Arménie : l'élite officielle importe des espèces d'animaux menacées pour ses zoos privés

Arménie : libération sur parole du fils d'un diplomate, impliqué dans un trafic de drogue à la frontière iranienne

La police arménienne a "perdu" 78 kg d'héroïne

Le beau-fils d'un député arménien serait suspecté d'être l'auteur d'une fusillade ayant fait cinq blessés

Cambriolages et vols à l'étalage : une filière des "Voleurs dans la loi" démantelée en France

Mafia : une filière des "Voleurs dans la loi" démantelée en France

Le Point - Publié le 01/06/2015 à 15:27 - Modifié le 01/06/2015 à 16:38
33 ressortissants géorgiens ont été arrêtés, soupçonnés d'appartenir à la fraternité criminelle et de commettre en France des cambriolages à son profit.

Trente-sept ressortissants géorgiens et arméniens, soupçonnés d'appartenir au gang criminel de l'ex-URSS "Vory v Zakone", pour lequel ils commettaient des cambriolages, ont été interpellés lundi matin en Alsace, en Poitou-Charentes et en Grèce, a-t-on appris de source policière. L'opération, notamment menée par le GIGN et le Raid, "fait suite à une enquête de plus d'un an, d'envergure, à la mesure du phénomène", a commenté le vice-procureur de la juridiction inter-régionale spécialisée (JIRS) de Nancy, Grégory Weil, en charge du dossier.

Une information judiciaire a été ouverte pour vols et recel de vols en bande organisée, association de malfaiteurs et non-justification de ressources. Sous cette qualification, les suspects encourent 15 ans de réclusion criminelle et 150 000 euros d'amende. Les mafieux supposés sont soupçonnés d'avoir commis d'innombrables cambriolages et vols à l'étalage, "de façon particulièrement massive", a indiqué M. Weil. "Une quantité impressionnante de vols, à l'échelle industrielle, étaient commis chaque jour, pilotés par les têtes de réseau. Le préjudice est compliqué à chiffrer, mais il est très conséquent", a-t-il assuré.

Lundi matin, 200 policiers de la Sûreté départementale du Bas-Rhin, ainsi que 120 gendarmes de l'Office central de la lutte contre la délinquance itinérante, ont procédé aux interpellations, avec l'aide des analystes d'Europol et d'Interpol, ont précisé les autorités de police et de gendarmerie dans un communiqué. Lors des perquisitions, des dizaines de milliers de cigarettes de contrebande, de l'argent liquide, des armes et des milliers d'objets provenant supposément de vols ont été découverts par les enquêteurs.
Code d'honneur strict

Les "Vory v Zakone", littéralement "Voleurs dans la loi", organisation criminelle ultra-hiérarchisée venue de l'ex-URSS, s'implantent depuis quelques années en France, petit à petit, sans faire de vagues, selon plusieurs spécialistes. Nés en Russie au XIXe siècle, les Vory regroupent différentes nationalités issues de l'ex-bloc soviétique (Russie, Géorgie, Arménie, Moldavie, Tchétchénie, Ukraine...) et se sont exportés en Europe depuis le début des années 1990, plus récemment en France, "vers 2009-2010", selon la police.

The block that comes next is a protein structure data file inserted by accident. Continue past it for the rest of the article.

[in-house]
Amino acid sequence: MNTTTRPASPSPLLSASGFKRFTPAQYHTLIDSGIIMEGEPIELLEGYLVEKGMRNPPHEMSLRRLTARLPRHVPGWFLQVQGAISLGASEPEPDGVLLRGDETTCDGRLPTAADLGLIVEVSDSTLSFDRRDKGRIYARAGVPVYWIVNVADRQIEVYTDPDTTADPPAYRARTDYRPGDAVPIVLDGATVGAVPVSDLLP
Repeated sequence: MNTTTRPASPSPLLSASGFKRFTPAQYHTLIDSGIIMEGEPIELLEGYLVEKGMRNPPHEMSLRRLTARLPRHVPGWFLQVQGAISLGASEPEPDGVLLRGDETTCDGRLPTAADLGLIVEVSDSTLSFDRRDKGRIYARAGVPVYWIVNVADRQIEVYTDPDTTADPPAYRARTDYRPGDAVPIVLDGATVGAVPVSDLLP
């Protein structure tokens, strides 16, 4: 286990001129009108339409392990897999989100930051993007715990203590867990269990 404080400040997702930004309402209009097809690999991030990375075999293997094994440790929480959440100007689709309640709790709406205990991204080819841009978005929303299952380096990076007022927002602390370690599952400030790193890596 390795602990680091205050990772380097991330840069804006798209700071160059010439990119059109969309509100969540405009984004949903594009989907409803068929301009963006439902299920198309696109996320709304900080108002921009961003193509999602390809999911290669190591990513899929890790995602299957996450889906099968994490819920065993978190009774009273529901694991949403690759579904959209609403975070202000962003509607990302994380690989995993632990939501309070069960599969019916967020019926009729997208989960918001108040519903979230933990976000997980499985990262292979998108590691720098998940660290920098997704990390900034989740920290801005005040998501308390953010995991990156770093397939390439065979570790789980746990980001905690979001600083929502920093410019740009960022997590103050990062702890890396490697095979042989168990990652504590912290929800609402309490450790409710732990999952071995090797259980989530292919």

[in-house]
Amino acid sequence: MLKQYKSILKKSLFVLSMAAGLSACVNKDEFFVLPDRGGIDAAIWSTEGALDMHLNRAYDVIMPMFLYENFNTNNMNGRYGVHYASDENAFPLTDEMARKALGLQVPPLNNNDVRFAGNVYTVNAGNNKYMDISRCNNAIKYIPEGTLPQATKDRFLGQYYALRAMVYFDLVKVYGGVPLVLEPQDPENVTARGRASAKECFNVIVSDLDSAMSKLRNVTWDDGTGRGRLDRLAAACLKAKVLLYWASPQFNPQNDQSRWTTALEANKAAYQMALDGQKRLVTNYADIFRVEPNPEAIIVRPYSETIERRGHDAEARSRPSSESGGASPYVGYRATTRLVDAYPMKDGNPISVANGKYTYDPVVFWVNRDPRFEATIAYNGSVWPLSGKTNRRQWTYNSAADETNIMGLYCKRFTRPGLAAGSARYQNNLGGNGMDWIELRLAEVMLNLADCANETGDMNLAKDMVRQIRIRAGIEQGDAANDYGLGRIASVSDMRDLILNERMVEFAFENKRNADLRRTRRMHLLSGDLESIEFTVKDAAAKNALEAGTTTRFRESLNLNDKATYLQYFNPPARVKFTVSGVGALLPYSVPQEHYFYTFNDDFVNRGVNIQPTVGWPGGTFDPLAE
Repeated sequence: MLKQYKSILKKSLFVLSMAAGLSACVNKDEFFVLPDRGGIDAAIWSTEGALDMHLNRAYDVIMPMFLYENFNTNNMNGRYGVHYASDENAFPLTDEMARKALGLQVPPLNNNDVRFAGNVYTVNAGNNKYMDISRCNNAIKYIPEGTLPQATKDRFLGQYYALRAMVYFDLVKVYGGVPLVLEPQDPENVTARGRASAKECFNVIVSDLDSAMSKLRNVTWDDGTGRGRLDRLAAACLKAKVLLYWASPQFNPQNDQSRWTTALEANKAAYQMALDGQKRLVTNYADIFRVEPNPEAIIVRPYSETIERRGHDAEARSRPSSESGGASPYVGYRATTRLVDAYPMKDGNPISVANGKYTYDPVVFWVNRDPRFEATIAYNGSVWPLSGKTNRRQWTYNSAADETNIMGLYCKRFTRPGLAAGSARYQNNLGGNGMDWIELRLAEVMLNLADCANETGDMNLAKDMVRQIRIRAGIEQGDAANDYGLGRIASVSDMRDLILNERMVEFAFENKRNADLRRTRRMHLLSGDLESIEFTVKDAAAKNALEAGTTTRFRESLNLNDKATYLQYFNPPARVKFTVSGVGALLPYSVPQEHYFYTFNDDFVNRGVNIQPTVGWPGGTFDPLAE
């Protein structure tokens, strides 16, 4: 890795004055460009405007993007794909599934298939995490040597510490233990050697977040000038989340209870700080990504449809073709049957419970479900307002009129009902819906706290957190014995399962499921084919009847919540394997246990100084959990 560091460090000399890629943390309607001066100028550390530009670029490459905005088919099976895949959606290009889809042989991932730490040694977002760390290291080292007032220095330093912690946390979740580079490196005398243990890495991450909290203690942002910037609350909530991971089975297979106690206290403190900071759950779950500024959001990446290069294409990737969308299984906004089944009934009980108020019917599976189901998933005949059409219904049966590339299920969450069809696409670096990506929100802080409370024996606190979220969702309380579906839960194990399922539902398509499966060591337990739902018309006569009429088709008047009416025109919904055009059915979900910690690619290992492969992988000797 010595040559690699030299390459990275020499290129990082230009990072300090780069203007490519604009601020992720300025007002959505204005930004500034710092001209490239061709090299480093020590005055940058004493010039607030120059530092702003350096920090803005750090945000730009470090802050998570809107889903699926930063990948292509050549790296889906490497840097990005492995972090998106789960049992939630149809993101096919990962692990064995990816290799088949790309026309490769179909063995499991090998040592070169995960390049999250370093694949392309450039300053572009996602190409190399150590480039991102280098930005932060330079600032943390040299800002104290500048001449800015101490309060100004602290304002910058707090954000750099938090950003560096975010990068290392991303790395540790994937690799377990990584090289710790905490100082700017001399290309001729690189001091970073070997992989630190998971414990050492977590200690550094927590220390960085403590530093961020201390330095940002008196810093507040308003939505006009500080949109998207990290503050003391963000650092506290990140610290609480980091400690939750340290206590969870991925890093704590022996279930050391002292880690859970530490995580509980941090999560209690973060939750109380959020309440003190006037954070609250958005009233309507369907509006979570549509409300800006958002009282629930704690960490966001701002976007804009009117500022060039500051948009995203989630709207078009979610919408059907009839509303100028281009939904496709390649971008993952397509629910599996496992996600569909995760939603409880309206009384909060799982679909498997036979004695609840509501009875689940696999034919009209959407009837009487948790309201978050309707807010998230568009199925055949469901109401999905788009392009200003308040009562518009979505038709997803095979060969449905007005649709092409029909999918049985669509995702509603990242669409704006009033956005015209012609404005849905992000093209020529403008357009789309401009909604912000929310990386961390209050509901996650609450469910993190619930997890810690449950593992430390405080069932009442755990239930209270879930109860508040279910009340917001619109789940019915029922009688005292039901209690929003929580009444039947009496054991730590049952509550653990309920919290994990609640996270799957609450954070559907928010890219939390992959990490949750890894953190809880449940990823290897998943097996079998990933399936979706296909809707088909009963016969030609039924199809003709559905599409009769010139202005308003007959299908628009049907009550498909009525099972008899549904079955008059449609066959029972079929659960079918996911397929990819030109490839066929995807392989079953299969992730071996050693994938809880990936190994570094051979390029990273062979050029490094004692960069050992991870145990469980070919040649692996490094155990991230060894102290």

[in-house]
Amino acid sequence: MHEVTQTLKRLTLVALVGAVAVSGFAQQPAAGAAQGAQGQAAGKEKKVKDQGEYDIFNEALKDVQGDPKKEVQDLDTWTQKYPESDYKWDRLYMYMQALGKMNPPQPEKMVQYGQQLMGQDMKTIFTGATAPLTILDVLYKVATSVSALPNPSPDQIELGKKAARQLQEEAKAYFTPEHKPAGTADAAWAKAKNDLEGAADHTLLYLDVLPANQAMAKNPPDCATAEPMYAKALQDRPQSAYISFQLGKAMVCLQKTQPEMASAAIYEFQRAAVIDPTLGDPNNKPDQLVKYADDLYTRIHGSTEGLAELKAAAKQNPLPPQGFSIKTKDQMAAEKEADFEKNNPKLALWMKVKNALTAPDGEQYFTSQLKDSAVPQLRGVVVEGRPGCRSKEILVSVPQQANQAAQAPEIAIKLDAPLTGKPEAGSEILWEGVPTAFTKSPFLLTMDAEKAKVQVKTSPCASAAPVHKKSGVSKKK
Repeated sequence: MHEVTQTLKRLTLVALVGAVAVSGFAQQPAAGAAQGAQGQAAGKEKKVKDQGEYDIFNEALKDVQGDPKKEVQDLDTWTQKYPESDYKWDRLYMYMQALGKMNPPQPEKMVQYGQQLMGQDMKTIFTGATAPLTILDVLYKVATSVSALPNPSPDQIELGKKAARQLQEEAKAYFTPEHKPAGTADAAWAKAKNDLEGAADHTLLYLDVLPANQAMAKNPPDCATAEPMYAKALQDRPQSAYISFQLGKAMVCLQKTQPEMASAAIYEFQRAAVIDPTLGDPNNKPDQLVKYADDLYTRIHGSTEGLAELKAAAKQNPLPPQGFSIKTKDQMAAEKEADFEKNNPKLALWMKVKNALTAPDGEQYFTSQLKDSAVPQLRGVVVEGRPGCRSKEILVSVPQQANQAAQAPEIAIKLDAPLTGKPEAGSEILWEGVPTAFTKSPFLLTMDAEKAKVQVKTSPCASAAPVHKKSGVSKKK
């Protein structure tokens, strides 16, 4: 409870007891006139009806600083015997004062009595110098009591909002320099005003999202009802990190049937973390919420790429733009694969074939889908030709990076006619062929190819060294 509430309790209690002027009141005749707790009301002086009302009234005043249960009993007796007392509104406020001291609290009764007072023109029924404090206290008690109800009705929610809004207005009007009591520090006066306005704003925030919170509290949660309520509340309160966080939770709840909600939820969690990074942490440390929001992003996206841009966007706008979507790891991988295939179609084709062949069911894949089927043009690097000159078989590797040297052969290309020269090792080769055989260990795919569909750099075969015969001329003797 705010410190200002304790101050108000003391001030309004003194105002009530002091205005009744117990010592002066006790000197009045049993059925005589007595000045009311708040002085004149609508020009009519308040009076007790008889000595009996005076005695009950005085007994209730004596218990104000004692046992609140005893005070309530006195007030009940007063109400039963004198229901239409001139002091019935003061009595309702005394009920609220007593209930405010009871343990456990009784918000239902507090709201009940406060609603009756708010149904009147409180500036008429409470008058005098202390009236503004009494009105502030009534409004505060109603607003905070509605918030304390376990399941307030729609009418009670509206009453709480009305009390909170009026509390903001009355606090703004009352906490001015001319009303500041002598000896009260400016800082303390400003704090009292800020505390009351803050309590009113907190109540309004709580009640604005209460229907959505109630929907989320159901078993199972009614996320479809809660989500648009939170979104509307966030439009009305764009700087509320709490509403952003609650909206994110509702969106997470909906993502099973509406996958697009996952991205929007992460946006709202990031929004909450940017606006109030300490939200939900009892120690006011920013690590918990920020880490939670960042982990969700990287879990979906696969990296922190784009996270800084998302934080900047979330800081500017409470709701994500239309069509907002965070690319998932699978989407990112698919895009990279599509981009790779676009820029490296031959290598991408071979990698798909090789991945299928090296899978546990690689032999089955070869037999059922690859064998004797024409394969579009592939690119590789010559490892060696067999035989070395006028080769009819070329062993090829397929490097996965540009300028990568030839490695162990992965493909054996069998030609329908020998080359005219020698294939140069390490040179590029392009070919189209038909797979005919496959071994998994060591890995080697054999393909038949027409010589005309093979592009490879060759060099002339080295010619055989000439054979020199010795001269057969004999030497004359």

David Cronenberg s'est inspiré d'eux pour son film Les Promesses de l'ombre (2007), avec Viggo Mortensen et Vincent Cassel. Leur mode de fonctionnement quasi militaire est basé sur un modèle immuable : le "Vor" est adoubé lors d'une cérémonie à l'ancienne de cooptation et est responsable de sa bande, gérée par des superviseurs régionaux en Europe. N'entre pas qui veut : il faut avoir un passé de délinquant et avoir fait ses armes... en prison notamment. Les membres sont reconnaissables à leurs tatouages : rose des vents, toile d'araignée, poignard. Ils sont censés être régis par un code d'honneur strict et sont réputés peu bavards en garde à vue.
Source : http://www.lepoint.fr/societe/mafia-une-filiere-des-voleurs-dans-la-loi-demantelee-en-france-01-06-2015-1932705_23.php

Voir également : Foix : jusqu'à dix-huit mois ferme pour une "petite branche d'une mafia"

Gers : l'incroyable butin de la bande organisée de cambrioleurs arméno-géorgiens

Aveyron et Sud-Ouest : démantèlement d'un réseau de cambrioleurs arméniens et "géorgiens"

Le problème des gangs arméno-géorgiens dans le Grand Sud

Criminalité arméno-géorgienne : le rapport qui accuse

Auditions de la mission parlementaire sur la lutte contre l'insécurité dans les territoires

Vols : les filières arméno-géorgiennes

Le gangstérisme arménien, une sordide réalité de la France actuelle

Arméniens et mafias étrangères en France : un état des lieux par Dimitri Zoulas

Arméniens et autres mafias en France : un phénomène inquiétant

Gangstérisme géorgien : "Le rôle de receleurs est souvent tenu par des criminels arméniens" (Stéphane Quéré, criminologue)

Rennes : démantèlement d'un réseau de malfaiteurs arméniens

Paris : qui sont les nouveaux cambrioleurs ?

Paris : encore un receleur arménien impliqué dans un réseau de cambrioleurs

Mafia "géorgienne" en Aquitaine : arrestation du parrain d'un réseau russo-arménien

Oissel : 194 objets volés, découverts dans la chambre d'un cambrioleur